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WHAT HACKS WE MORTALS BE! Olbermann wondered, What is truth? So he asked his truthiest colleague: // link // print // previous // next //

HOW TO READ LITERACY, CONTINUED: In this morning’s Times, Diane Jean Schemo describes an intriguing new study—a study which compares the performance of public, private and charter schools. What lessons, if any, can we draw from this study? We’ll discuss that matter on Monday. For now, we’ll suggest you click here.

WHAT HACKS WE MORTALS BE: Gooniest moment of the week? We’d have to say it happened on Thursday’s Countdown, when Keith Olbermann invited Maureen Dowd to discuss the James Frey “what is truth” flap. “It was fantastic to see Oprah stand up for truth, as opposed to truthiness,” Dowd exclaimed. So why was this the week’s gooniest moment? Because if there’s a journalistic poster child for truthiness, we’d have to say it would be Maureen Dowd! Indeed, in Countdown’s second segment, Olbermann asked about warrantless spying. And just like that, Dowd turned truthy:

OLBERMANN (1/26/06): This definition—“international” versus “domestic” [phone calls]—is this not by itself a red herring? I mean, you could call it “intergalactic” spying, and the issue is the legality, not the name, right?

DOWD: Don`t give Cheney and Rummy ideas. They`re going to be doing intergalactic spying!

It`s all a red herring. What this is about, Dick Cheney wants to throw off all of these rules. He wants to go to war without permission, he wants to torture without permission, he wants to snoop without permission, because he and Rummy were Ford officials at a time when presidential power shrank. They felt emasculated. They did not like it. They stewed about it for 30 years. Now they are trying to do everything they can to expand presidential power. So they`re doing exactly what they want to.

What an idiot. “What this is about,” Dowd explained, is the fact that Rummy and Cheney “felt emasculated” back in the 1970s. That’s why Cheney wants to torture—and go to war—without permission today. Yep! Cheney wants to torture without permission because he felt emasculated back in the Jerry Ford says.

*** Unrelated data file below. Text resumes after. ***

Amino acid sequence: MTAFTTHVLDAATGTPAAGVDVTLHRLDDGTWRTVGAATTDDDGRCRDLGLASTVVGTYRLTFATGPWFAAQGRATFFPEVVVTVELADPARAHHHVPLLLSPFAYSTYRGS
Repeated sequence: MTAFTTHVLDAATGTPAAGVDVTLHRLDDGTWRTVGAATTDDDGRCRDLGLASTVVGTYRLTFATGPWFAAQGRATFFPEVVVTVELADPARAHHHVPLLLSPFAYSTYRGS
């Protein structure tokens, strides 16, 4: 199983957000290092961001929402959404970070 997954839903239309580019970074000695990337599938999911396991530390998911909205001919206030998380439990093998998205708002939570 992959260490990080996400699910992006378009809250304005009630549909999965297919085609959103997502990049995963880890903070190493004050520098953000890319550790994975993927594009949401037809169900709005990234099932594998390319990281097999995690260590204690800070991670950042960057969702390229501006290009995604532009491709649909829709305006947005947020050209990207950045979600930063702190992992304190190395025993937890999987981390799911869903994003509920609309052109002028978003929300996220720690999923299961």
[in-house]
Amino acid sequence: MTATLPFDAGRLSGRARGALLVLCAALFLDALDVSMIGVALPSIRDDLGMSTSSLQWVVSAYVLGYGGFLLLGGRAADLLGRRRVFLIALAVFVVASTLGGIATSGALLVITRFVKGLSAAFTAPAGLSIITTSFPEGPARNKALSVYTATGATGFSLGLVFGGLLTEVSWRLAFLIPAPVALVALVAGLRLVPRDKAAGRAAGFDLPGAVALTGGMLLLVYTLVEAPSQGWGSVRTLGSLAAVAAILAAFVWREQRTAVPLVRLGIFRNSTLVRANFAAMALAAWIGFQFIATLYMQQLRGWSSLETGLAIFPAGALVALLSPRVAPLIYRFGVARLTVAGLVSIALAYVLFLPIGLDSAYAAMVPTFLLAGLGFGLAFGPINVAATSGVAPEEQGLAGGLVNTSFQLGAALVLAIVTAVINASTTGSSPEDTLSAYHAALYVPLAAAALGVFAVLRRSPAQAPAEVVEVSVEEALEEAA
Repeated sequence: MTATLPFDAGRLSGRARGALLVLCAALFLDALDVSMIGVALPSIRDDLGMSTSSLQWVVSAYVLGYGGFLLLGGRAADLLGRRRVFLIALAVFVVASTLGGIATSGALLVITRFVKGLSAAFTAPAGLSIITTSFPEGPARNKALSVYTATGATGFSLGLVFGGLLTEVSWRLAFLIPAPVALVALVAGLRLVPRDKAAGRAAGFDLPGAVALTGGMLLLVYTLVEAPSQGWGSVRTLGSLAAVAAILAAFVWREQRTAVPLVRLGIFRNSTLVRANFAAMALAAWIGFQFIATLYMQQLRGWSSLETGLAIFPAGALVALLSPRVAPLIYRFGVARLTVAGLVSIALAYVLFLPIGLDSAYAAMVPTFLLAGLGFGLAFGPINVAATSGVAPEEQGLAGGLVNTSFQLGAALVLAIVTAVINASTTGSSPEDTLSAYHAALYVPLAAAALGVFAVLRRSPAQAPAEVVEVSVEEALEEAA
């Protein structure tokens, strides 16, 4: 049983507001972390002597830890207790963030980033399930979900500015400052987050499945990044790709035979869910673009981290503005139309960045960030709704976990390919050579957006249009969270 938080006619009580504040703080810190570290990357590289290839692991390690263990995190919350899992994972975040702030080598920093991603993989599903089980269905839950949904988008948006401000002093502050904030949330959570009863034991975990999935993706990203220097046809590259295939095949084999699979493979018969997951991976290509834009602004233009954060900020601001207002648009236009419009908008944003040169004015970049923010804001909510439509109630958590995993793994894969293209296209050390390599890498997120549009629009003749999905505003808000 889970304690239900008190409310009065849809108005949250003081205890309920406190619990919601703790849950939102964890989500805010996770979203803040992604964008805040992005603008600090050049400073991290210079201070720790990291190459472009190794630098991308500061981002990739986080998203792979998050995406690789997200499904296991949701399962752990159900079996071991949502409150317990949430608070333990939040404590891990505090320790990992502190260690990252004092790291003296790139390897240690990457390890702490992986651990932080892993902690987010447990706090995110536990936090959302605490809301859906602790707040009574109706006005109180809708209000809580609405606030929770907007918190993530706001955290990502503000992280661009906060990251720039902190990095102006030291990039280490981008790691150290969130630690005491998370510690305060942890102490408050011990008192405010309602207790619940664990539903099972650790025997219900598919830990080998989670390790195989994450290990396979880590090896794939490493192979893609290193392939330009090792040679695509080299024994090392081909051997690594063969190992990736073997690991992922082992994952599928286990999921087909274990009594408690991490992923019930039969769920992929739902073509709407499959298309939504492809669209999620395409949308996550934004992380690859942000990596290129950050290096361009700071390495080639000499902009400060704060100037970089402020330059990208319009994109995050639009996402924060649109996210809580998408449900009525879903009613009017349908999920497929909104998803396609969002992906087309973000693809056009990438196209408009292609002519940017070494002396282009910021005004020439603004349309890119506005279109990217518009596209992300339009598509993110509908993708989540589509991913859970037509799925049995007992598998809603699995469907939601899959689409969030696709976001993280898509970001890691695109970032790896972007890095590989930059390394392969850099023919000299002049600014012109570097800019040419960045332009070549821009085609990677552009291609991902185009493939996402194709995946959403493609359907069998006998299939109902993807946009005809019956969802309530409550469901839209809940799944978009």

In this moment, Dowd cast herself in her favored role—psychiatrist-in-chief-to-the-nation. It’s the ultimate in “truthiness;” once you start “explaining” a pol’s behavior according to psychiatric speculations, anything you say could be right—and nothing you say can be shown to be wrong. It can’t get dumber—and it can’t get more “truthy.” But this is where the vacuous Dowd has been living all these dreary years.

This morning, in her New York Times column, Dowd’s clowning about Frey continues. Just imagine—it’s Maureen Dowd who is making the following statement:

DOWD (1/28/06): On Thursday, the unmasked memoirist's proud mother was replaced by a punitive national matriarch. Watching Oprah flay Frey was riveting. At The Times and at Doubleday, staffers were glued to their TV sets.

It was a huge relief, after our long national slide into untruth and no consequences, into Swift boating and swift bucks, into W.'s delusion and denial, to see the Empress of Empathy icily hold someone accountable for lying and conning—and embarrassing her.

After our long national slide into untruth and no consequences!” The quixotic quipster had done it again. But for ourselves, when we read the phrase “untruth and no consequences,” we instantly thought of—who else?—Maureen Dowd! Back in December 1997, she played shrink-to-the-world once again, inventing (along with her truthy colleague, Frank Rich) that idiot’s tale about Gore and Love Story. No, Dowd and Rich didn’t actually know what Gore said—but, by God, they knew why he’d said it! And in a trio of truthy op-eds, they invented a truthy tale for the age—a tale that was later flogged by their colleagues for twenty straight months, sending George Bush to the White House. Their truthy tale was still being flogged in the weeks before the Bush v. Gore vote.

Today, the truthy twosome hold court on TV, wringing their hands about vile, truthy Frey. And Olbermann—who spends his afternoons talking sports, rather than preparing for his key evening venture—puts the vacuous Dowd on the air to help us understand: What is truth?

Question: Have you ever seen a scribe ask Dowd to explain her own truthy tales from the past? Love Story (and its thousand sequels) sent Dick Cheney on to the White House. People like Olbermann pretend they don’t know—or perhaps, they waste so much time talking sports that they’re really as clueless as they sometimes seem. Meanwhile, liberals praise Keith’s show to the skies. What a brilliant show, we exclaim, as Dowd helps us see: What is truth?

THE TRUTHY LEADING THE BLIND: In her column, Dowd continues, with no hint of irony:

DOWD (1/28/06): Oprah interviewed and showed taped clips of her media critics (including me) and credited her turnaround to the essay by The Times's chief book critic, Michiko Kakutani, who wrote, ''It is a case about how much value contemporary culture places on the very idea of truth.''
Kakutani helped Oprah see what is truth! But uh-oh! To recall her own truthy triumph from Campaign 2K, see THE DAILY HOWLER, 11/29/99, 12/1/99, and 12/2/99. Her colleagues were pounding their latest truthy theme—and Kakutani just couldn’t stop pimping it.